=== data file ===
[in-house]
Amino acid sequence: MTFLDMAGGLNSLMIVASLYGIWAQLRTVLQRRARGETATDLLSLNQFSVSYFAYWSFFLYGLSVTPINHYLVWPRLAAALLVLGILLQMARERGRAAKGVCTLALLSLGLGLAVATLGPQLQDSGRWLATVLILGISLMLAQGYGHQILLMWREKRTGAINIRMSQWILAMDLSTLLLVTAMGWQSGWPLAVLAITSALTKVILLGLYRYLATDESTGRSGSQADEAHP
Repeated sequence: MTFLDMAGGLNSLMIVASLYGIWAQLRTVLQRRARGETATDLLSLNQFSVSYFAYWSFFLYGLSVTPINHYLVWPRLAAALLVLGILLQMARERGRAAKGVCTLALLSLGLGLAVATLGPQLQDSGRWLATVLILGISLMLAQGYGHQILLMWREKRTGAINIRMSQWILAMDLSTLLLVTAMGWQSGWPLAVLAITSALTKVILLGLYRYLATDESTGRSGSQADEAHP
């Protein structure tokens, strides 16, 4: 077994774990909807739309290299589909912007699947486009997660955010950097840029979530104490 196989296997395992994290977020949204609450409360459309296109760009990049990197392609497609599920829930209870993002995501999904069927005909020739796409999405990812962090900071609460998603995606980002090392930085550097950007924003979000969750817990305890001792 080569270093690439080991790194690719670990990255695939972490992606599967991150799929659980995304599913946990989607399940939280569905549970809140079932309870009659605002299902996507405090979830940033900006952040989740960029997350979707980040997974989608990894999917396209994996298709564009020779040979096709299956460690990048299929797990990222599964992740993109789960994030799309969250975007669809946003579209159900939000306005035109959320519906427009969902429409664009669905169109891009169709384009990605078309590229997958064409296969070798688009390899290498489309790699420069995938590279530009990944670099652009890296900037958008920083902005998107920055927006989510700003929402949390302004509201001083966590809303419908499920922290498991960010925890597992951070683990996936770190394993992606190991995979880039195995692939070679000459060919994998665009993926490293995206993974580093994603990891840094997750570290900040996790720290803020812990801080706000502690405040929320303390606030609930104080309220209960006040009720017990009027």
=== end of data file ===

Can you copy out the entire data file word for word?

[in-house]
Amino acid sequence: MTFLDMAGGLNSLMIVASLYGIWAQLRTVLQRRARGETATDLLSLNQFSVSYFAYWSFFLYGLSVTPINHYLVWPRLAAALLVLGILLQMARERGRAAKGVCTLALLSLGLGLAVATLGPQLQDSGRWLATVLILGISLMLAQGYGHQILLMWREKRTGAINIRMSQWILAMDLSTLLLVTAMGWQSGWPLAVLAITSALTKVILLGLYRYLATDESTGRSGSQADEAHP
Repeated sequence: MTFLDMAGGLNSLMIVASLYGIWAQLRTVLQRRARGETATDLLSLNQFSVSYFAYWSFFLYGLSVTPINHYLVWPRLAAALLVLGILLQMARERGRAAKGVCTLALLSLGLGLAVATLGPQLQDSGRWLATVLILGISLMLAQGYGHQILLMWREKRTGAINIRMSQWILAMDLSTLLLVTAMGWQSGWPLAVLAITSALTKVILLGLYRYLATDESTGRSGSQADEAHP
């Protein structure tokens, strides 16, 4: 077994774990909807739309290299589909912007699947486009997660955010950097840029979530104490 196989296997395992994290977020949204609450409360459309296109760009990049990197392609497609599920829930209870993002995501999904069927005909020739796409999405990812962090900071609460998603995606980002090392930085550097950007924003979000969750817990305890001792 080569270093690439080991790194690719670990990255695939972490992606599967991150799929659980995304599913946990989607399940939280569905549970809140079932309870009659605002299902996507405090979830940033900006952040989740960029997350979707980040997974989608990894999917396209994996298709564009020779040979096709299956460690990048299929797990990222599964992740993109789960994030799309969250975007669809946003579209159900939000306005035109959320519906427009969902429409664009669905169109891009169709384009990605078309590229997958064409296969070798688009390899290498489309790699420069995938590279530009990944670099652009890296900037958008920083902005998107920055927006989510700003929402949390302004509201001083966590809303419908499920922290498991960010925890597992951070683990996936770190394993992606190991995979880039195995692939070679000459060919994998665009993926490293995206993974580093994603990891840094997750570290900040996790720290803020812990801080706000502690405040929320303390606030609930104080309220209960006040009720017990009027």